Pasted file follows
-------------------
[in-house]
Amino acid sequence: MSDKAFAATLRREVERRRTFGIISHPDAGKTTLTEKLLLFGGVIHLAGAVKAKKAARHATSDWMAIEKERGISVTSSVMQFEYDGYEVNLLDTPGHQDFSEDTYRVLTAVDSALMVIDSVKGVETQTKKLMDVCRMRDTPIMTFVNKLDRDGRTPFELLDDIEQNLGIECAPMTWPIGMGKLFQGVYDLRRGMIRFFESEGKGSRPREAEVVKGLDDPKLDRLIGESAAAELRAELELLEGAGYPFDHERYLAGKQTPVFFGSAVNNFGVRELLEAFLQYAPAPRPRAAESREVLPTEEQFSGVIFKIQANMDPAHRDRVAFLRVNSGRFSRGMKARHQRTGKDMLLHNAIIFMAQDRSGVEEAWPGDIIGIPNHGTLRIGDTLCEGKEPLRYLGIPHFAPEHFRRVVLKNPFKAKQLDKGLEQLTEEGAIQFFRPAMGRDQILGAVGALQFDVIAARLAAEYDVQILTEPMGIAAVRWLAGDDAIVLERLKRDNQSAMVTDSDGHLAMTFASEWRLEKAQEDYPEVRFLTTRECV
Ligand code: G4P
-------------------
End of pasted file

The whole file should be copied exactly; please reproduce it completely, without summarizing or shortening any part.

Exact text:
[in-house]
Amino acid sequence: MSDKAFAATLRREVERRRTFGIISHPDAGKTTLTEKLLLFGGVIHLAGAVKAKKAARHATSDWMAIEKERGISVTSSVMQFEYDGYEVNLLDTPGHQDFSEDTYRVLTAVDSALMVIDSVKGVETQTKKLMDVCRMRDTPIMTFVNKLDRDGRTPFELLDDIEQNLGIECAPMTWPIGMGKLFQGVYDLRRGMIRFFESEGKGSRPREAEVVKGLDDPKLDRLIGESAAAELRAELELLEGAGYPFDHERYLAGKQTPVFFGSAVNNFGVRELLEAFLQYAPAPRPRAAESREVLPTEEQFSGVIFKIQANMDPAHRDRVAFLRVNSGRFSRGMKARHQRTGKDMLLHNAIIFMAQDRSGVEEAWPGDIIGIPNHGTLRIGDTLCEGKEPLRYLGIPHFAPEHFRRVVLKNPFKAKQLDKGLEQLTEEGAIQFFRPAMGRDQILGAVGALQFDVIAARLAAEYDVQILTEPMGIAAVRWLAGDDAIVLERLKRDNQSAMVTDSDGHLAMTFASEWRLEKAQEDYPEVRFLTTRECV
Ligand code: G4P